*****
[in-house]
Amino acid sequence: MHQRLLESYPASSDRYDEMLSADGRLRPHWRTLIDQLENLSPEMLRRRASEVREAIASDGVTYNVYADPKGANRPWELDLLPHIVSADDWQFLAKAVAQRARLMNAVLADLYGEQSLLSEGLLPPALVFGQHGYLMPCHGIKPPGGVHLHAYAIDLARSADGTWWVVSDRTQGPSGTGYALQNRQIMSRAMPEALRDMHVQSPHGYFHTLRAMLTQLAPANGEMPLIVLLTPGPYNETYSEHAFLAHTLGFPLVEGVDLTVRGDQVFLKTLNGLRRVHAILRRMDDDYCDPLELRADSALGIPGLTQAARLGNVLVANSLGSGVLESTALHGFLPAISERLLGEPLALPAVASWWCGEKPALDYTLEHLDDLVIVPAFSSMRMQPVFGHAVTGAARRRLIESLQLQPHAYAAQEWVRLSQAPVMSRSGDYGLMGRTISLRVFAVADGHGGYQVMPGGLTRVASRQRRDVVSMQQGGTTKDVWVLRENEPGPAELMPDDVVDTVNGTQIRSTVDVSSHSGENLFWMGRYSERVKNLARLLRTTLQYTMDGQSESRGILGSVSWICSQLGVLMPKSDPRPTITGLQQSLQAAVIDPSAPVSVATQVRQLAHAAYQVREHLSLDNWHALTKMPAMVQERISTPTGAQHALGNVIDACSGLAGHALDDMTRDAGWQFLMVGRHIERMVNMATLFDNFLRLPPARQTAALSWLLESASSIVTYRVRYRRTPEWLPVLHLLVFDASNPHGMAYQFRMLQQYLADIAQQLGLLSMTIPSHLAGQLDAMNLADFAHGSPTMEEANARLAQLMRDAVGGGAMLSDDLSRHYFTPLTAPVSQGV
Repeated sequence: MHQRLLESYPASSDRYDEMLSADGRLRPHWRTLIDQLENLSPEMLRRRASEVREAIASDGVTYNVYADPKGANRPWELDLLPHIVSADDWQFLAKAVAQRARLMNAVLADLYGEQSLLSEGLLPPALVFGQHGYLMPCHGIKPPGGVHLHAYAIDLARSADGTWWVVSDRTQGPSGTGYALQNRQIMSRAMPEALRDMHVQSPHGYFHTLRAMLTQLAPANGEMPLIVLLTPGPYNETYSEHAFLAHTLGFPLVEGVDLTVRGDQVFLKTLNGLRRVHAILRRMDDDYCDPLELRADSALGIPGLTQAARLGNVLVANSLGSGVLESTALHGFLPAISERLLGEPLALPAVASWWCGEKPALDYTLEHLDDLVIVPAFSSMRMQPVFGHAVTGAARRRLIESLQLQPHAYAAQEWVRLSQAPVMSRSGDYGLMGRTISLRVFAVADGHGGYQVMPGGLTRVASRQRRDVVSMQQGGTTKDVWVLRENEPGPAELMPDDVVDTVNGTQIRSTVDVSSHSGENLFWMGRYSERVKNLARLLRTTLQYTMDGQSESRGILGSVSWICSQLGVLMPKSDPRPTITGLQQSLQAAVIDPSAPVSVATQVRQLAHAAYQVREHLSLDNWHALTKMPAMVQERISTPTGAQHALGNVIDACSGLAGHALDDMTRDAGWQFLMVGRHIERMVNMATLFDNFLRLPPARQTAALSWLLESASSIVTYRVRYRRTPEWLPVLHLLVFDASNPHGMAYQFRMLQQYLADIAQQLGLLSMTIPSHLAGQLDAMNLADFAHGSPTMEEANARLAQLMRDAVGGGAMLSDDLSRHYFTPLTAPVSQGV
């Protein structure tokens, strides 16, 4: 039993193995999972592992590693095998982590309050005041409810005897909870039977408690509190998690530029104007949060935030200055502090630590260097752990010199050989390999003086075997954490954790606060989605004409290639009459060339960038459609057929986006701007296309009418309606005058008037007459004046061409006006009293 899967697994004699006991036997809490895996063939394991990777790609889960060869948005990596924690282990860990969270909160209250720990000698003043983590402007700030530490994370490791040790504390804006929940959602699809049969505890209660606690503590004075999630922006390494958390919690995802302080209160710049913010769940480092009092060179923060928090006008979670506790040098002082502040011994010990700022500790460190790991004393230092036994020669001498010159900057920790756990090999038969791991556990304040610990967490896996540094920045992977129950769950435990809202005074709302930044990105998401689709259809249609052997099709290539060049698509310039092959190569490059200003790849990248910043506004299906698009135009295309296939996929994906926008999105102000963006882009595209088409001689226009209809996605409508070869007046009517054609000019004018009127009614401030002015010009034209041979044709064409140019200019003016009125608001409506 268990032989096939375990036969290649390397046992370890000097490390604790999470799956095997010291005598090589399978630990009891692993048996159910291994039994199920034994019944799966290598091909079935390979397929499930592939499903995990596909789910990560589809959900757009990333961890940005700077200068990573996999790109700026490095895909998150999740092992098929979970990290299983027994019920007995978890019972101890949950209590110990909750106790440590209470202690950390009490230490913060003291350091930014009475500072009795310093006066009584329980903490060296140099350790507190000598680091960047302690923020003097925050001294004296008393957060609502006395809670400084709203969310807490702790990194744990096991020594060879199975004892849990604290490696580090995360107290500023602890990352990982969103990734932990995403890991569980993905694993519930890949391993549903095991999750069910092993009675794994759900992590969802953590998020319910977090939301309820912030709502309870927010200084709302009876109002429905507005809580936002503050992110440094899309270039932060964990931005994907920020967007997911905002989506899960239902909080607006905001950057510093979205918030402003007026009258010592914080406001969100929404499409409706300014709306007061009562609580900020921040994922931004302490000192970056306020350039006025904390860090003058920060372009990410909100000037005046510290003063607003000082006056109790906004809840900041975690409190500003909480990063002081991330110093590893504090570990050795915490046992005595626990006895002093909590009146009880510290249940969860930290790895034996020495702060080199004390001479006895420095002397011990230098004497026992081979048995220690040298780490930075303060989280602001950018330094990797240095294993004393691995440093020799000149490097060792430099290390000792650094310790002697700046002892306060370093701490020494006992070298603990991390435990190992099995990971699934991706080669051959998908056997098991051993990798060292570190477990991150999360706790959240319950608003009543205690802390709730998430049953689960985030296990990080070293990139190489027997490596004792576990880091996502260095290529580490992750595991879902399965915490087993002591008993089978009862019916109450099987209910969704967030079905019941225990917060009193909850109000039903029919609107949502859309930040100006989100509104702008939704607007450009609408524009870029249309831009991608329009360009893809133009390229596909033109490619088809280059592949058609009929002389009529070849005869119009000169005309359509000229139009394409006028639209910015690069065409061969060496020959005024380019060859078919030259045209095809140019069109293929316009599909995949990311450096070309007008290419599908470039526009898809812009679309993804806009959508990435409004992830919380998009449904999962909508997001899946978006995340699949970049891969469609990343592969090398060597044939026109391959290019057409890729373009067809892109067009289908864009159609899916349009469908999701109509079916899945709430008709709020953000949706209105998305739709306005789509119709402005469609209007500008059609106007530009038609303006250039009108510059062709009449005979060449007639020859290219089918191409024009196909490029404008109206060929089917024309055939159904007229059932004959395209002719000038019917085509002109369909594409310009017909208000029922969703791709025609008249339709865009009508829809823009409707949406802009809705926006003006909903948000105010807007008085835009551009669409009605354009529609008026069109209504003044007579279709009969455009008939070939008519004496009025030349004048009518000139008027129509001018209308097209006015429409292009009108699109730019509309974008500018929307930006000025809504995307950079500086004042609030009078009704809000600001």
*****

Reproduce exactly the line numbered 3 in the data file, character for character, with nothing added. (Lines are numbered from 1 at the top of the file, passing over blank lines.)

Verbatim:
Repeated sequence: MHQRLLESYPASSDRYDEMLSADGRLRPHWRTLIDQLENLSPEMLRRRASEVREAIASDGVTYNVYADPKGANRPWELDLLPHIVSADDWQFLAKAVAQRARLMNAVLADLYGEQSLLSEGLLPPALVFGQHGYLMPCHGIKPPGGVHLHAYAIDLARSADGTWWVVSDRTQGPSGTGYALQNRQIMSRAMPEALRDMHVQSPHGYFHTLRAMLTQLAPANGEMPLIVLLTPGPYNETYSEHAFLAHTLGFPLVEGVDLTVRGDQVFLKTLNGLRRVHAILRRMDDDYCDPLELRADSALGIPGLTQAARLGNVLVANSLGSGVLESTALHGFLPAISERLLGEPLALPAVASWWCGEKPALDYTLEHLDDLVIVPAFSSMRMQPVFGHAVTGAARRRLIESLQLQPHAYAAQEWVRLSQAPVMSRSGDYGLMGRTISLRVFAVADGHGGYQVMPGGLTRVASRQRRDVVSMQQGGTTKDVWVLRENEPGPAELMPDDVVDTVNGTQIRSTVDVSSHSGENLFWMGRYSERVKNLARLLRTTLQYTMDGQSESRGILGSVSWICSQLGVLMPKSDPRPTITGLQQSLQAAVIDPSAPVSVATQVRQLAHAAYQVREHLSLDNWHALTKMPAMVQERISTPTGAQHALGNVIDACSGLAGHALDDMTRDAGWQFLMVGRHIERMVNMATLFDNFLRLPPARQTAALSWLLESASSIVTYRVRYRRTPEWLPVLHLLVFDASNPHGMAYQFRMLQQYLADIAQQLGLLSMTIPSHLAGQLDAMNLADFAHGSPTMEEANARLAQLMRDAVGGGAMLSDDLSRHYFTPLTAPVSQGV